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Delta CEO Ed Bastian: 'Air travel is incredibly safe' despite COVID-19 spreading fears

Adam Shapiro
·Anchor
·4-min read

The airline industry — hammered by the coronavirus pandemic — has seen a recovery that’s been “quite choppy,” according to Delta Air Lines (DAL) CEO Ed Bastian, who insisted that passengers are slowly coming back.

The COVID-19 outbreak is continuing its relentless spread, with the U.S. setting new daily records in confirmed cases, raising fears about the willingness and ability of consumers to continue traveling. In the process, major air carriers like Delta are struggling to survive — having to lay off and furlough thousands of employees.

“It's a couple year journey. Domestic is going to come back faster than international and [leisure travel] is going to come back faster than business,” Bastian told Yahoo Finance’s All Markets Summit on Monday.

“But we're staying focused every single day and continue to see small signs, but encouraging signs, of light at the end of the tunnel,” he added.

Amid soaring new infections worldwide, fears of new restrictions on public life are raising fears over the economy.

However, Bastian insisted that air travel is a relatively safe mode of transmission. A recent study from the International Air Transport Association, IATA, showed just 44 people contracted COVID-19 out of more than 1.2 billion passengers who have flown globally this year.

“We haven't had a single documented case of transmission aboard our aircraft, even though we’re flying one million per week,” Bastian said. He cited low risks of transmission given the filtration systems and sanitation measures employed by airlines, among other factors.

“We're working with experts such as the Harvard School of Public Health, which is coming out with their analysis this week to indicate the safety and the really extraordinary low transmission risk aboard airplanes,” Bastian said, adding that protecting the health of passengers and employees is paramount to Delta’s recovery.

“Wearing a mask is among the simplest and most effective actions we can take to reduce transmission,” Bastian wrote in a memo last week. And, the airline added “460 people to our no-fly list for refusing to comply with our mask requirement,” Bastian said.

Delta also plans to keep blocking the middle seat on its flights, even though a recent U.S. Military backed study showed it was unnecessary. Other airlines are selling the middle seat, yet Delta plans to hold the line.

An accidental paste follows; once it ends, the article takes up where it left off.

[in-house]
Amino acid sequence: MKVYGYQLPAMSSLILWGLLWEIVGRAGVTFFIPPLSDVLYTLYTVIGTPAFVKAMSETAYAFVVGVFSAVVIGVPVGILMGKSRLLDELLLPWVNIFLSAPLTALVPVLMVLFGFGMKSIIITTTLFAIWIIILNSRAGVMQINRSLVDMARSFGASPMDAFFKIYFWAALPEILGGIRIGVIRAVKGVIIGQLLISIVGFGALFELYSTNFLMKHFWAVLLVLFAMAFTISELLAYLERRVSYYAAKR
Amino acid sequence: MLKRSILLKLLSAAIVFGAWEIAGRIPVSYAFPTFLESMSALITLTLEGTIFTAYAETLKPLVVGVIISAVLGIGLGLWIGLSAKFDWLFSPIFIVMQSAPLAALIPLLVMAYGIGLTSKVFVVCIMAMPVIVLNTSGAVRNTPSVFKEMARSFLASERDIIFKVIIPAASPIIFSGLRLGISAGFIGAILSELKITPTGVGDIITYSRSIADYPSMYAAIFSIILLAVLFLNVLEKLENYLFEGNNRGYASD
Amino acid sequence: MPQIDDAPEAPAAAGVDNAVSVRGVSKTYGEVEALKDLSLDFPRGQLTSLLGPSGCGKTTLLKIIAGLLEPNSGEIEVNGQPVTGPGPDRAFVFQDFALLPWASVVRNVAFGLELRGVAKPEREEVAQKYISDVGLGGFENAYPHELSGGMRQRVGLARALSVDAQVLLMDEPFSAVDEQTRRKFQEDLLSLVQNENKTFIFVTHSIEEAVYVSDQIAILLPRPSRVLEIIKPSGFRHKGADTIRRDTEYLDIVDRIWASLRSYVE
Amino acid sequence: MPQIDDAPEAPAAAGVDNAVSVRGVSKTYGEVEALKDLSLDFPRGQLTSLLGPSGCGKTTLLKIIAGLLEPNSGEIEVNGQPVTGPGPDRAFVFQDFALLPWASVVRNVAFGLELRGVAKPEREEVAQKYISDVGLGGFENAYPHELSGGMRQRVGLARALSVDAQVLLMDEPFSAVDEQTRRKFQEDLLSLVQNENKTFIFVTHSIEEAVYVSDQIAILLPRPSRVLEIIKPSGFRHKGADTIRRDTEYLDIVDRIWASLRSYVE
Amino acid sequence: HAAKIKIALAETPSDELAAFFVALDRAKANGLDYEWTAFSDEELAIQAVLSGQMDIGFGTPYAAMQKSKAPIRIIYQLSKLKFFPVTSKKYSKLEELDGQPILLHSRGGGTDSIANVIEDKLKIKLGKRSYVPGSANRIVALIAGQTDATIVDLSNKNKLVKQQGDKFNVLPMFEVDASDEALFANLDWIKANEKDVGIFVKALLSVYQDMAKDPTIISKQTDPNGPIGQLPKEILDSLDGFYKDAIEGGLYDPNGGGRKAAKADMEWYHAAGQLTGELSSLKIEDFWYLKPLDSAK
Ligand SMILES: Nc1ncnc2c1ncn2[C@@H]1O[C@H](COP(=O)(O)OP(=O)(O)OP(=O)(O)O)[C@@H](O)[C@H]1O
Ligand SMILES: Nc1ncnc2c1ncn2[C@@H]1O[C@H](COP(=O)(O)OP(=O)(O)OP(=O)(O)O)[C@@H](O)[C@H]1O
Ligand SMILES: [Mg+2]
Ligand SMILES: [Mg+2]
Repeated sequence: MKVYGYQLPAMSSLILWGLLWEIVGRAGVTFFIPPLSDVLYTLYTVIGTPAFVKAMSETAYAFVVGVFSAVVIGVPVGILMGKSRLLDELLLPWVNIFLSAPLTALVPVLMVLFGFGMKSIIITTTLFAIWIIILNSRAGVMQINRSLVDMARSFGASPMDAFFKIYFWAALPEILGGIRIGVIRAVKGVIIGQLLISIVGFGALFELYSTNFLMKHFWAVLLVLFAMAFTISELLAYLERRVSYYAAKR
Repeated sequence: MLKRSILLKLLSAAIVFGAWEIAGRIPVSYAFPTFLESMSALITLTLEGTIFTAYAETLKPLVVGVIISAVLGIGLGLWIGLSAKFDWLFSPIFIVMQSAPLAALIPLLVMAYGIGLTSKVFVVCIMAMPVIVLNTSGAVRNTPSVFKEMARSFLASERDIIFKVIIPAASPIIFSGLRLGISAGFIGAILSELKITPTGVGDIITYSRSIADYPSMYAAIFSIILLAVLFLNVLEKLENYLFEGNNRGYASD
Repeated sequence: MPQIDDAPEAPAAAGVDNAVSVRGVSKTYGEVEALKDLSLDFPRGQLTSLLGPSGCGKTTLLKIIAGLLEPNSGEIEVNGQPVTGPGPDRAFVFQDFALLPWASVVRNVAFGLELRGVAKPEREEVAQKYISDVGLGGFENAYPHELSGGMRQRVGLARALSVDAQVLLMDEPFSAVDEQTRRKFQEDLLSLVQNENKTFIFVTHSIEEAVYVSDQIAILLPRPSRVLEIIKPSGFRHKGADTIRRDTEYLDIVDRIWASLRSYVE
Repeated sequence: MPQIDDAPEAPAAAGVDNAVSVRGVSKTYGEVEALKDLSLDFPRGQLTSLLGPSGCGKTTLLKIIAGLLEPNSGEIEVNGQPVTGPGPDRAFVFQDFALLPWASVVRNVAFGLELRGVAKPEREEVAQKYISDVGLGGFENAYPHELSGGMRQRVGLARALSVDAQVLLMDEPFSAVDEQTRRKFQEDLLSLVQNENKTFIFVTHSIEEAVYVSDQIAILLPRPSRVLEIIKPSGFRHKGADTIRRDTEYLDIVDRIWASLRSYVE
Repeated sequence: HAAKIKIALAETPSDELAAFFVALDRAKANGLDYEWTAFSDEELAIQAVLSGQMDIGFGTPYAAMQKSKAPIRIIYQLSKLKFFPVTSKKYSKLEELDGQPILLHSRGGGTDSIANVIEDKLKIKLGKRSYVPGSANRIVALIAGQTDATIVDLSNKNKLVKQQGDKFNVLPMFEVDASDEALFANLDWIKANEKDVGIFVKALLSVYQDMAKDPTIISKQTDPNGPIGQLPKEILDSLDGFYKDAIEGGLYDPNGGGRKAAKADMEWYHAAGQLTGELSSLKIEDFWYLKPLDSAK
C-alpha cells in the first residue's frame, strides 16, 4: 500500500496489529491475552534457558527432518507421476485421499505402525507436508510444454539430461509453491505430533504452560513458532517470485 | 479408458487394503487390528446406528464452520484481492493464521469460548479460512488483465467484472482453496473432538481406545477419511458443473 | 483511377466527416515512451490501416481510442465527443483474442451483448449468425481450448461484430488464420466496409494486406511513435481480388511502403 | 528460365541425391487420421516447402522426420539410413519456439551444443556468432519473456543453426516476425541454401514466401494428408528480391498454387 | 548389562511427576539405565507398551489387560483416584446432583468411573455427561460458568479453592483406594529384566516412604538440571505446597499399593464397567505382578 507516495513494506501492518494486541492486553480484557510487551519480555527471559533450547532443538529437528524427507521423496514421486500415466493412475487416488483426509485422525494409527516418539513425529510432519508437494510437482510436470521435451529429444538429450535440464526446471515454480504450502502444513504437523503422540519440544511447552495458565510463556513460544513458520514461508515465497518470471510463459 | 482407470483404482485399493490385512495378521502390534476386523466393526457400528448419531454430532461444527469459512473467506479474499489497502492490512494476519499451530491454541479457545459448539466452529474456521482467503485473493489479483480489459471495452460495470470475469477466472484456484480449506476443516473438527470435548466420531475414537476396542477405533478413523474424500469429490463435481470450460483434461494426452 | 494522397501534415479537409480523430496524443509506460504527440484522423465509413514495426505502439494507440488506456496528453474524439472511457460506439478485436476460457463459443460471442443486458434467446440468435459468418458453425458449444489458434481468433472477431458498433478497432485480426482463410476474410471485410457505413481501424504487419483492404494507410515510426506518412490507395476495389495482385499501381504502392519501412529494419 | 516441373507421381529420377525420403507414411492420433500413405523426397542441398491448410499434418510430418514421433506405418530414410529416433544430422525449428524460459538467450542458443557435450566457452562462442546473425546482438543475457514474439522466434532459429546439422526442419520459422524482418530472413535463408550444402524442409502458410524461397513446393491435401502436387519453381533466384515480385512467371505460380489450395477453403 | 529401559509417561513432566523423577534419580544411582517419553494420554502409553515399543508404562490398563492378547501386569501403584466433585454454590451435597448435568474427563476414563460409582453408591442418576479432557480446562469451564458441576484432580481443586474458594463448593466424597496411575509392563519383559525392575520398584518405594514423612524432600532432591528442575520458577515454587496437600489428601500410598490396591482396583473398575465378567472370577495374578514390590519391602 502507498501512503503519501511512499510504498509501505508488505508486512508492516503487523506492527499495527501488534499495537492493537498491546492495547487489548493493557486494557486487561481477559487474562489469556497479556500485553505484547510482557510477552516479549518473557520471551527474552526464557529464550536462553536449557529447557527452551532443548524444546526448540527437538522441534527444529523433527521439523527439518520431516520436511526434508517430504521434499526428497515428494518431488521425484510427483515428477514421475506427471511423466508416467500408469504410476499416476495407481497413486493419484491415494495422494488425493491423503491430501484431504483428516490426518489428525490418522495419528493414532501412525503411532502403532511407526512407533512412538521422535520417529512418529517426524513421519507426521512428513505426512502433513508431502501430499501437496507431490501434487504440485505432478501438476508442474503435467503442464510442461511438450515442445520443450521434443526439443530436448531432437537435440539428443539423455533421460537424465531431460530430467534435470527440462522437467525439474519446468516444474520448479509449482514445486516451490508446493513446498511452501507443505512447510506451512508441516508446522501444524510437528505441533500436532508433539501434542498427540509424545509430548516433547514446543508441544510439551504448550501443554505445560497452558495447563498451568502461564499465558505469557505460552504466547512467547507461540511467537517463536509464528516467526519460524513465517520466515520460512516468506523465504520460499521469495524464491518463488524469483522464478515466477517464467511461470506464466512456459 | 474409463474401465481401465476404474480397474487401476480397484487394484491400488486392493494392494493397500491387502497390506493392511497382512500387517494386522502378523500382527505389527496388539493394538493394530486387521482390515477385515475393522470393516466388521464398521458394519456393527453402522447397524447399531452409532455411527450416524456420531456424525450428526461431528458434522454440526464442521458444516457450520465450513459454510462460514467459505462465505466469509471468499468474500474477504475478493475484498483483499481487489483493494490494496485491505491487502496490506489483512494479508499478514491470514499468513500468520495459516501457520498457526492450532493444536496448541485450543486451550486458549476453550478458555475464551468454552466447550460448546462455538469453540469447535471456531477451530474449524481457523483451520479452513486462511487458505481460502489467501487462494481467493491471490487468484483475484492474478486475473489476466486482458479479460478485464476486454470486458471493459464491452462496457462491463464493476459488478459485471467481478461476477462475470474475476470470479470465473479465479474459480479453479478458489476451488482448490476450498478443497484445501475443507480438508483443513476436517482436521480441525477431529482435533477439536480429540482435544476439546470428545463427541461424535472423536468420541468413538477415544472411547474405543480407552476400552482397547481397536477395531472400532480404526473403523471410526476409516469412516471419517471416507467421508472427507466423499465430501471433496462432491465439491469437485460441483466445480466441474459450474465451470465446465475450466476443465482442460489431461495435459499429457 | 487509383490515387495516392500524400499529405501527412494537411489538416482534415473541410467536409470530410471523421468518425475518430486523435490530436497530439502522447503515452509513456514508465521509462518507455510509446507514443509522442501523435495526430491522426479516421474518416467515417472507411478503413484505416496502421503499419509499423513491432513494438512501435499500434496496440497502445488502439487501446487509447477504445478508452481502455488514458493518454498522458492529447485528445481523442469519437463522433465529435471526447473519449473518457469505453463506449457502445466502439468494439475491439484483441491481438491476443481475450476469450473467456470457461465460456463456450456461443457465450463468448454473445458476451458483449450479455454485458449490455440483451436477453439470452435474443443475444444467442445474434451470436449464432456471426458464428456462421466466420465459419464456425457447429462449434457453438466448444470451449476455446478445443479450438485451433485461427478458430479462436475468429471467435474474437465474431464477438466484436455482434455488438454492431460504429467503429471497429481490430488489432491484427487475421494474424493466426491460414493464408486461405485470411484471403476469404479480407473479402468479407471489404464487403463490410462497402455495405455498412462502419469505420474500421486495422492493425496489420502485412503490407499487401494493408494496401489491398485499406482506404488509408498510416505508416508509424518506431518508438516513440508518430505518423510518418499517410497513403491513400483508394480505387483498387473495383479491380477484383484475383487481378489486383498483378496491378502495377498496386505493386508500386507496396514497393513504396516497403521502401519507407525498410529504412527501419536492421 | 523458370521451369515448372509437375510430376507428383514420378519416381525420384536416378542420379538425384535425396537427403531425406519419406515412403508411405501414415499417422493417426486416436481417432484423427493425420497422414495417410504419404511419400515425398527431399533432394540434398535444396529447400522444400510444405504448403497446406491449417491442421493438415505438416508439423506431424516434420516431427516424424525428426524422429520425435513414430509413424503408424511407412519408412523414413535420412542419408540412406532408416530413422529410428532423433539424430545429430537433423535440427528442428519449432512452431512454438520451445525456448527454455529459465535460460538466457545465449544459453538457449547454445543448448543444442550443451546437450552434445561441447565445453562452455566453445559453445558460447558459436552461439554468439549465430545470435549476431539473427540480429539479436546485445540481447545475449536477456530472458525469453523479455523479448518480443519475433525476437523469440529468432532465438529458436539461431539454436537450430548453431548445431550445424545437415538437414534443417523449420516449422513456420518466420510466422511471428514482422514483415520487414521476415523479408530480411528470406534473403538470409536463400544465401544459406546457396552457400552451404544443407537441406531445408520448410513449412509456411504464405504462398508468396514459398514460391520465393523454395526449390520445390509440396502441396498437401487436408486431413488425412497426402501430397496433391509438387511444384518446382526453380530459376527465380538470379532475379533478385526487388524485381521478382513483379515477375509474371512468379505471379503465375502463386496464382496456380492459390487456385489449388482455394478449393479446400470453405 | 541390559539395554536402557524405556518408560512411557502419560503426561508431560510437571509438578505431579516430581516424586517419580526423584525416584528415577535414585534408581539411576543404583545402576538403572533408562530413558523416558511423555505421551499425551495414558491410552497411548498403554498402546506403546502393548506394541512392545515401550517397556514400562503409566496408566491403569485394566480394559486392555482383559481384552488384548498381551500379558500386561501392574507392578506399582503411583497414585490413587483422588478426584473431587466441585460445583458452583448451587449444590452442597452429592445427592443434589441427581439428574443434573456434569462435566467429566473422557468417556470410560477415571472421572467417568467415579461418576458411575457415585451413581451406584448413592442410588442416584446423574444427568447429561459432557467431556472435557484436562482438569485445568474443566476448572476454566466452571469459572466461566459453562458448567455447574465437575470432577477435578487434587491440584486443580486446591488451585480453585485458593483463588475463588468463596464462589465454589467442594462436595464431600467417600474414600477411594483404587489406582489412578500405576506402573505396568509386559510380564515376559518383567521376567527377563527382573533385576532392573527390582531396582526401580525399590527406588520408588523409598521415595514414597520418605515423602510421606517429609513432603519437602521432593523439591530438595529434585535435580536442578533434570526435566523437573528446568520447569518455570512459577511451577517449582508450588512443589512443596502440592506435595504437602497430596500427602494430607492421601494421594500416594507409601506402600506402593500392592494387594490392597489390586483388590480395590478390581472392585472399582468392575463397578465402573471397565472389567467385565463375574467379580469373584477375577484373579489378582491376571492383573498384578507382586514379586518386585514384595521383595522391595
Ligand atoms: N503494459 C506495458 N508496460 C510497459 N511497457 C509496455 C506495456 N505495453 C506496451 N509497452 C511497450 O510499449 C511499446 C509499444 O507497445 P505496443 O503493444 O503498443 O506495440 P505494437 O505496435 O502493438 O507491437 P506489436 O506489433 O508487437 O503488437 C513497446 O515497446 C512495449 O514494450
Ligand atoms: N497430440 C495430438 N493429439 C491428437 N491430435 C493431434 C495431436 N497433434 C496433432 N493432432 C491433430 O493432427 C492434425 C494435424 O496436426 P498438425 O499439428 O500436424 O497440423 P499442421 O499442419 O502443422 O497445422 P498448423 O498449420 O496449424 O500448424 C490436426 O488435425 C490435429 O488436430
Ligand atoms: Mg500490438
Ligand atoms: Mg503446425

“Even with 40% of our seats not being sold, we had more average passenger revenue at Delta than the main competitors that we go up against,” Bastian said.

‘We are that good’

Air travelers grab carry-on luggage behind rows of empty seats aboard a Delta flight, as coronavirus disease (COVID-19) disruption continues across the global industry, from New York's JFK International Airport to San Francisco, California, U.S., March 17, 2020. REUTERS/Shannon Stapleton     TPX IMAGES OF THE DAY
Air travelers grab carry-on luggage behind rows of empty seats aboard a Delta flight, as coronavirus disease (COVID-19) disruption continues across the global industry, from New York's JFK International Airport to San Francisco, California, U.S., March 17, 2020. REUTERS/Shannon Stapleton TPX IMAGES OF THE DAY

Delta is now flying more than one million passengers a week according to Bastian. It’s an improvement over April when passenger revenue was a paltry 5% of what it had been a year earlier.

The COVID-19 era is an entirely different reality when compared to 2019, when Delta posted pre-tax income of $6.2 billion, an almost 20% increase over 2018 and the best in the company’s history. The future looked so good that the airline returned $1.6 billion in profit sharing to its 90,000 employees.

“As we enter 2020, demand for travel is healthy and our brand preference is growing positioning Delta to deliver another year of strong results,” Bastian wrote in January of 2020 — one month before the pandemic decimated Delta and the other carriers.

According to the trade group Airlines For America, A4A, the industry hit bottom in April when passenger volume cratered, down 96% year over year. But, the Transportation Security Administration,TSA, reports passengers moving through airport security last week ran at 64% of what it had been last year at this time.

Bastian insists safety on board planes is drawing customers back, and has never been more important. “Most customers that fly our planes don't even think about their flight safety. We are that good,” Bastian told Yahoo Finance, but pointed out that Delta executives “think about it every moment of the day.”

Adam Shapiro is co-anchor of Yahoo Finance’s On the Move.

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